Mitts for When the Mercury Drops

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When the skis, boots, poles and skins made an appearance in the living room for the third night in a row last week, I knew it was time to either get my husband a hamster wheel, or go visit the snowmakers on the mountain.

Vermont holds the record for most terrain covered by snowmakers in the East — after all, it’s home to “Hug a Snowmaker Day” (really), so we headed up to Jay Peak to pick up DJ’s season pass and to check out the powder — whether real, imagined, or man-made. (And as per last night’s snow-dump, everything is newly dusted in fresh snow.)

We arrived late enough in the day that all of the lifts were closed, which made skinning up the mountain both easy and legal, according to Jay’s AT/backcountry rules (off-limits when the lifts are running). Stir-craziness abated, DJ took a few turns while I put my new Black Diamond Mercury Mitts to the test.

Knitting Vermont Pride into Every Pair of Darn Tough Socks

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When it comes to manufacturing socks, Ric Cabot and his team at Darn Tough have proved their mettle. The only sock mill left in Vermont (or in New England), Darn Tough is a third-generation sock-manufacturing business that prides itself on producing and manufacturing its Merino wool socks exclusively in Northfield, Vermont — and standing behind them with an unconditional lifetime guarantee.

With his feet (clad in the over-the-calf ski socks he’s wearing today) firmly planted on Vermont soil, Ric Cabot talks about Merino wool, keeping jobs in Vermont and Darn Tough’s commitment to making socks that will stand up to a lifetime of abuse.

Westley: Socks have been in your family for three generations. You took over Cabot Hosiery Mills, Inc. from your father, and in 2004, launched the name Darn Tough. Why Darn Tough?

Even Greener at the Green Mountain Club

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Even a day hike on the Long Trail can feel like an epic journey, thanks to the tree roots, boulders, mud, slippery rocks and scree that litter the trail. It’s one of the toughest thoroughfares in the East, but not from lack of trail maintenance. On the contrary, the Green Mountain Club is just staying true to founder James P. Taylor’s original 1910 mission to traverse the highest, the most rugged and most beautiful of Vermont’s green areas. Most beautiful? Yes. But you definitely have to earn your vistas.

Off the trail, the GMC is equally protective of its green spaces, and last month unveiled a new wood-burning heat and hot-water system on its Waterbury Center campus. That might not sound so very different from the Vermont Castings that’s currently cranking out heat in your living room, but combined with new and existing solar panels and solar trackers, this wood gasification boiler means the club is now net-neutral and expects to produce more energy than it consumes.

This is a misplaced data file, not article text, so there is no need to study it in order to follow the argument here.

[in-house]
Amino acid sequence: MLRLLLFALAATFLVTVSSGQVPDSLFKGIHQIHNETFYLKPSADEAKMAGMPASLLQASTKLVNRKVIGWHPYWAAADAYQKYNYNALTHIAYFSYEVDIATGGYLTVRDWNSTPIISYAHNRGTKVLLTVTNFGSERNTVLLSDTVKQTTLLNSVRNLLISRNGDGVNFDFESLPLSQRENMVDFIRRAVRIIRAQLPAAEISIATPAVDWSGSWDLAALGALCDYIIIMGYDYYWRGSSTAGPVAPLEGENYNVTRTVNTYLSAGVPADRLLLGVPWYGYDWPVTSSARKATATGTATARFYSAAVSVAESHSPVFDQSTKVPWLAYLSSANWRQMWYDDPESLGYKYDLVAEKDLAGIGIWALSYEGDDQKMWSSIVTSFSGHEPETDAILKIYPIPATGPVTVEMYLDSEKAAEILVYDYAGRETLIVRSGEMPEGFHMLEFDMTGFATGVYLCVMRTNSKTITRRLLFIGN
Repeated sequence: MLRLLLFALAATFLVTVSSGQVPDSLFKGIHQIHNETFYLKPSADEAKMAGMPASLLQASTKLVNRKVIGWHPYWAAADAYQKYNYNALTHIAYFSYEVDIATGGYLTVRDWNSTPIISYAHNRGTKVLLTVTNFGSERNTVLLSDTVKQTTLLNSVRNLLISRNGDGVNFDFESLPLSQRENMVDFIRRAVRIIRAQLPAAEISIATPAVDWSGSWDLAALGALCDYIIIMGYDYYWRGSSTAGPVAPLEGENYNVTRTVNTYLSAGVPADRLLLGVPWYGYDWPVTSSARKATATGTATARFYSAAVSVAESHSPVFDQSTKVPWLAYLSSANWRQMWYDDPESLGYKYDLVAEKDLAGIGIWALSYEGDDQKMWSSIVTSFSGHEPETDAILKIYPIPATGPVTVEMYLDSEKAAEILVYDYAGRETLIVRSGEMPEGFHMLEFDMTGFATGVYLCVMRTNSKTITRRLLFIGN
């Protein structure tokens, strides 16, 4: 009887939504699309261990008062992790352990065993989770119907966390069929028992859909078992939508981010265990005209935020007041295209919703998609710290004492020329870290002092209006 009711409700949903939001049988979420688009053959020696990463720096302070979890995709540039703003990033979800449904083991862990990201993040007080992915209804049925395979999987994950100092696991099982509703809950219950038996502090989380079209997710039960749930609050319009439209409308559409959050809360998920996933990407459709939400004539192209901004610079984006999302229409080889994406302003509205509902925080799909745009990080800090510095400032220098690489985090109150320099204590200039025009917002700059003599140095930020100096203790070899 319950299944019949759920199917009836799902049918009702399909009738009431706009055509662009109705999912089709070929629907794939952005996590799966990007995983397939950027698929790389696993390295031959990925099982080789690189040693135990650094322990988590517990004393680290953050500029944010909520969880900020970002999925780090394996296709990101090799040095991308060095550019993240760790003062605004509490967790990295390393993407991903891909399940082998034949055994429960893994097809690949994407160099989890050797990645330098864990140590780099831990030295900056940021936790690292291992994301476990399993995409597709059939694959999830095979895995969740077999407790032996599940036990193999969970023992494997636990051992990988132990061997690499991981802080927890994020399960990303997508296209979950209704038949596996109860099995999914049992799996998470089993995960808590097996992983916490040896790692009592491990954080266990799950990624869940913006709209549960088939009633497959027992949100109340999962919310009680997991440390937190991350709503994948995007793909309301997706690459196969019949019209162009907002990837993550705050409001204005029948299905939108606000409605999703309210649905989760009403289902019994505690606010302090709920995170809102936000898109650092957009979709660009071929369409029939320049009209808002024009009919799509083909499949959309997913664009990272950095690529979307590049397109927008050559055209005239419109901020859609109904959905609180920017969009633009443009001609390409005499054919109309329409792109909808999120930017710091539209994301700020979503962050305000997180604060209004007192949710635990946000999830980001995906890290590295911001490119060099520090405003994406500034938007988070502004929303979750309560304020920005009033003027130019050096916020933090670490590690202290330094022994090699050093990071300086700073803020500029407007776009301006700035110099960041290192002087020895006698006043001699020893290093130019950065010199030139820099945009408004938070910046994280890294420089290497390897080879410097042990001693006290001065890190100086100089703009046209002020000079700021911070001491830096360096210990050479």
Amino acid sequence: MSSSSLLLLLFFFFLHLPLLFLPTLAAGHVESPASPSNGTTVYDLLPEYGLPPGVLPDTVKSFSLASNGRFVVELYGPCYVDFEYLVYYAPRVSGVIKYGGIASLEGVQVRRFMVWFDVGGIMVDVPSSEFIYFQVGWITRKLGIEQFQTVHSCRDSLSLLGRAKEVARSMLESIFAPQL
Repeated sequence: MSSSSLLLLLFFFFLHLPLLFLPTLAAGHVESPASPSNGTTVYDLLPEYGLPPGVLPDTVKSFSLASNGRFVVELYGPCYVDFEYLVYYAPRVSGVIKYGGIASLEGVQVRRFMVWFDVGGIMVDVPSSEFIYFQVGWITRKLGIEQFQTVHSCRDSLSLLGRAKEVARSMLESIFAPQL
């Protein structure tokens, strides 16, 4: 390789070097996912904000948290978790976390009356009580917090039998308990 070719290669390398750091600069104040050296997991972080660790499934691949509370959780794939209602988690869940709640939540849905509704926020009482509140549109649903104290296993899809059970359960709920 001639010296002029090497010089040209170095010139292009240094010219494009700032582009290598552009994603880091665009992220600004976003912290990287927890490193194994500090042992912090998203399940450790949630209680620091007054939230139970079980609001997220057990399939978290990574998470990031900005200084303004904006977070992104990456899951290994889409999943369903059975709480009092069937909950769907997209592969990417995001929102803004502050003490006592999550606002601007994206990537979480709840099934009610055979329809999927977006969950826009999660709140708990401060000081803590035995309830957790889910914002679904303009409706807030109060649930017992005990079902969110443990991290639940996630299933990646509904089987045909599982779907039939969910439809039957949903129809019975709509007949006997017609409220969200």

So what does gold-star-worthy energy production look like?

Well, it looks an awful lot like a reused 8×20-foot shipping container with a red wood boiler inside, attractively clothed in knotty pine. It answers to the name of “Biobox.”

First foray into advertorial writing: Universum Top100 in the New York Times

Last week I wrote a little bit about reinvention following my move from the Philadelphia Museum of Art to rural Vermont, where I've been freelancing full time while looking for work. That's required quite a bit of reinvention — I'm back into the print newspaper business with an article in Seven Days about winterizing the Shelburne Museum, I started blogging about my outdoor (mis)adventures for the Eastern Mountain Sports blog and on November 17, this issue of the Universum Top 100 came out in the New York Times. My interviews with executives and other businessmen and women start on page 10.

Crampons vs. Microspikes (and the bruises to prove it)

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These are not crampons. They’re Kahtoola MICROspikes, and they’re awesome. And there’s a reason they’re listed under “Winter Traction,” not under Ice Climbing Gear/Crampons on EMS’ website.

For comparison’s sake, check out the aggression factor on these Black Diamond Sabretooth Pro crampons versus the Kahtoola MICROspikes. Much different.

But I forgot that last weekend while we were climbing Wright Peak in the Adirondacks. And I’m still picking scabs off of my left forearm to prove it.

And You Said We Were Car Camping...

I blame shopping for my mountaineering habit.

Usually a new hobby comes first and buying gear comes second, but for me, mountaineering was born two years ago in the fitting room of the Eastern Mountain Sports in North Conway, NH.

It started innocently enough: I told my boyfriend that I was going into the dressing room to try on a few sports bras in advance of what was to be “some snowshoeing and maybe some car camping if we feel up for it” (his words). Ten minutes later, I reappeared and was handed a pair of double-boots, crampons, an ice axe and a topo map…of Mount Madison in New Hampshire.